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RCC SOC 1 - Thinking Like a Sociologist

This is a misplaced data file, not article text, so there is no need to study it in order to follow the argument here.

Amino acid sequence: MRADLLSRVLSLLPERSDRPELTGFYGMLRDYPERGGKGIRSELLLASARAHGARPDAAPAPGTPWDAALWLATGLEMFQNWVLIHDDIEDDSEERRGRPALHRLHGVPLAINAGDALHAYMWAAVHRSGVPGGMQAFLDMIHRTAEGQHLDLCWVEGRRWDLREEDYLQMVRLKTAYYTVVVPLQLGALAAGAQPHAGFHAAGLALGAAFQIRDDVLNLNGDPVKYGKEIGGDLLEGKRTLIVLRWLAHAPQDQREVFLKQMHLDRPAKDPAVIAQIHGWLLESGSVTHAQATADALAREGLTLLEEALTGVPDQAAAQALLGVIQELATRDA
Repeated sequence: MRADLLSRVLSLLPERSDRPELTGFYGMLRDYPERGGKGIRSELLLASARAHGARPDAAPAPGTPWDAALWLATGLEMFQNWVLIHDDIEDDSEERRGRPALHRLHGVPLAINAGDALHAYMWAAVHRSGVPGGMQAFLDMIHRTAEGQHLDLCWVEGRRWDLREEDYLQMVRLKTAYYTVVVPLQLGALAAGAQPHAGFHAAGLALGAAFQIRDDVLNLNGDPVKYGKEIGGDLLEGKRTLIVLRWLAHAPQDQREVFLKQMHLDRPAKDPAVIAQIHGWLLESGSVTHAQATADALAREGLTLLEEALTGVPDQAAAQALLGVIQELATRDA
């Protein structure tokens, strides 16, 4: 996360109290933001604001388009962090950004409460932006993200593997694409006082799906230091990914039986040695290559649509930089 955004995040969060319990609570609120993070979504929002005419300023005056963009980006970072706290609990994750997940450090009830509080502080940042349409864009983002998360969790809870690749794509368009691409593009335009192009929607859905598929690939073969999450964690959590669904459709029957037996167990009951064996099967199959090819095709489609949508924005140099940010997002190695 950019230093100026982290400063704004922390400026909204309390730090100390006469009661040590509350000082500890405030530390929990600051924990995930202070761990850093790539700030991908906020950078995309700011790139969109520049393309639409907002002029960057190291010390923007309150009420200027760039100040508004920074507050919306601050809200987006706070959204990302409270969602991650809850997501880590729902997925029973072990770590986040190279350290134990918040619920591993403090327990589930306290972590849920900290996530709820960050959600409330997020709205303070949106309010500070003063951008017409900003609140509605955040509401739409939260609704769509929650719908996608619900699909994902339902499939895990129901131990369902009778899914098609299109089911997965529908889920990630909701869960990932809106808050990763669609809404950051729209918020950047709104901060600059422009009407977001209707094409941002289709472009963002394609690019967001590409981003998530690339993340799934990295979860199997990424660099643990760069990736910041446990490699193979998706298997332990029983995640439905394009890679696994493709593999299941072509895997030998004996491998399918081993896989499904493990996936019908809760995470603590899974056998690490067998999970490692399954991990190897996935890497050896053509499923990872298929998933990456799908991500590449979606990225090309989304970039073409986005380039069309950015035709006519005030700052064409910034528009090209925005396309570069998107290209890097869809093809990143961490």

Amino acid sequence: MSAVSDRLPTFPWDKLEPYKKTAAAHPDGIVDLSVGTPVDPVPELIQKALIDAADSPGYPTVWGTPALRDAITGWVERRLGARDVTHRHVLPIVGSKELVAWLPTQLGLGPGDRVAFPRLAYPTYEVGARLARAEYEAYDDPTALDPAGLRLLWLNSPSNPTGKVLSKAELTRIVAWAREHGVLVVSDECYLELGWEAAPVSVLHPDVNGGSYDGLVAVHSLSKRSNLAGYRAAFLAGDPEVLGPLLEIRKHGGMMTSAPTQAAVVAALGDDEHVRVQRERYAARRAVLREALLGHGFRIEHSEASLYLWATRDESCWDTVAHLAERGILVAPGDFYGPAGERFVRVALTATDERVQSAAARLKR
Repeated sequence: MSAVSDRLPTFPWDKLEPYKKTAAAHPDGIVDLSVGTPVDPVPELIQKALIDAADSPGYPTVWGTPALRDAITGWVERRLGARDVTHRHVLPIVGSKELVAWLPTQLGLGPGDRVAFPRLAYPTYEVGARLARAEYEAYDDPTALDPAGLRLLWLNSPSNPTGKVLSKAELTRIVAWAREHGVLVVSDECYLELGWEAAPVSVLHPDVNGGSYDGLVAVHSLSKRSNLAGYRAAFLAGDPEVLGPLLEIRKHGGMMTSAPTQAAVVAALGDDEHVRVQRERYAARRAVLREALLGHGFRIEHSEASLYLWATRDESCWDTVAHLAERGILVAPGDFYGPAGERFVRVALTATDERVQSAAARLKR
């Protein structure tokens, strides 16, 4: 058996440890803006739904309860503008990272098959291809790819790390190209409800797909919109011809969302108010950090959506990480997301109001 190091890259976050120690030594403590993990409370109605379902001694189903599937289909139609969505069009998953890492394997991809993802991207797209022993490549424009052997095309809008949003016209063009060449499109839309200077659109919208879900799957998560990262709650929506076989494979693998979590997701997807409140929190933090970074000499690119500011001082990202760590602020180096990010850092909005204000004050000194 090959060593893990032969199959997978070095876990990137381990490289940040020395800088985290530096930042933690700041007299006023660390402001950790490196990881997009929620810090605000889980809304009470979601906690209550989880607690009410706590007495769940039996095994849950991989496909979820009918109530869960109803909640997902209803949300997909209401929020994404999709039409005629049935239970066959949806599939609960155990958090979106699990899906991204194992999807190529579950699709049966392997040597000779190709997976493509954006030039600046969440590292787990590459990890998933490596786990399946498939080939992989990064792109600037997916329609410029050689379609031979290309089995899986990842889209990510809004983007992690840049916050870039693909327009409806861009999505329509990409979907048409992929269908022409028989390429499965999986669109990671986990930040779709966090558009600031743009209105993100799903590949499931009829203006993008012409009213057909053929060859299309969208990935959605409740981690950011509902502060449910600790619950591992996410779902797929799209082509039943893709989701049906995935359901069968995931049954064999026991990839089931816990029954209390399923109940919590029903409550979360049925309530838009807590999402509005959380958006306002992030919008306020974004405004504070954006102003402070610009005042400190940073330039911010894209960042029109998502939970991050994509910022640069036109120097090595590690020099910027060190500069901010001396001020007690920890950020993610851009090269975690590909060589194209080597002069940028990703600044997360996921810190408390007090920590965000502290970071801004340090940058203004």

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CHAPTER 1 – Thinking Like a Sociologist Fill in the BlankSelect the missing terms from each section and place them in the correct blank space.Section 1 Alienation Bourgeoisie or capitalists Cultural and political Divisiveness Emile Durkheim EmpiricalHull House Macrosociological MicrosociologicalNAACP Objective ProletariatRace Social facts Social solidaritySociological imagination Sociology SystematicallyTheorySociology is the systematic study of groups in society. Because social behaviors have regular patterns, sociologists can study this behavior systematically. Sociological understandings of the world differ from common sense because common sense is subjective. The objective data from sociological researchoften contradicts the way we think the world works.C. Wright Mills (1959) discussed the sociological imagination as the ability to recognize how the influence of the larger society plays out in individual lives. When sociologists take a macrosociological approach, they focus on the large-scale patterns of society as a whole. On the other hand, when sociologists focus on the smaller-scale patterns of individuals and their interaction, they are taking a microsociological approach.When sociologists analyze the social world, they use a theory or a guiding set of statements that explains problems, actions, or behaviors. They also rely on empirical information – information that is provable by observation or experiment. Auguste Comte argued that sociologists must be empirical when analyzing society. Émile Durkheim argued that sociologists should study patterns of social behavior that are measurable and external to the individual, which he called social facts. He also believed that social cohesiveness, or social solidarity, was an important characteristic of modern social life.Karl Marx believed the conflict between the bourgeoisie or capitalists (owners of the means of production) and the proletariat (workers) produces social divisiveness and results in alienation - the feeling separate from the surrounding society. Max Weber argued that cultural and political institutions were equally important to economics in explaining society. Jane Addams co-founded the settlement house called Hull House. W.E.B. Du Bois helped found the NAACP, and argued that race was the biggest social problem in contemporary America.CHAPTER 1 – Thinking Like a Sociologist Fill in the BlankSelect the missing terms from each section and place them in the correct blank space.Section 2Developing nations Dysfunctional FunctionalismGlobal feminism Haves ideas, beliefsLatent functions Less powerful Liberal feminismManifest functions Men and women PowerRadical feminism Resources Shared meaningsSocial institutions Socially constructed StabilitySymbolsSociological theory is separated into four main theoretical camps. Functionalism emphasizes the way each part of society works together to create social stability. Social institutions like education have manifest functions that are intended such as teaching students to read and write. Education also has unintended functions called latent functions, such as how college serves as a marriage market. In some cases, a social pattern causes instability for society as a whole, so this social pattern is dysfunctional.Conflict theory analyzes the way that groups struggle for social power and compete for scarce resources, arguing that those with economic and social power (the “haves”) control much of society at the expense of the less powerful.Feminist theories also emphasize this aspect of conflict, but focus specifically on the inequality between men and women. A variety of feminisms exist, including liberal feminism, which emphasizes social and legal reforms to achieve gender equity, and radical feminism, which sees male dominance as the major cause of women’s inequality. Global feminism focuses on larger patterns of gender inequality, including the exploitation of women in developing nations.Symbolic interactionism is a microsociological approach in that it focuses on everyday behavior and ideas, beliefs, and attitudes. This perspective emphasizes that society is socially constructed in our daily activities and the way we act and react to others. It argues that when we have shared meanings (common definitions) for words, gestures, and images that represent something, symbols, we can interact


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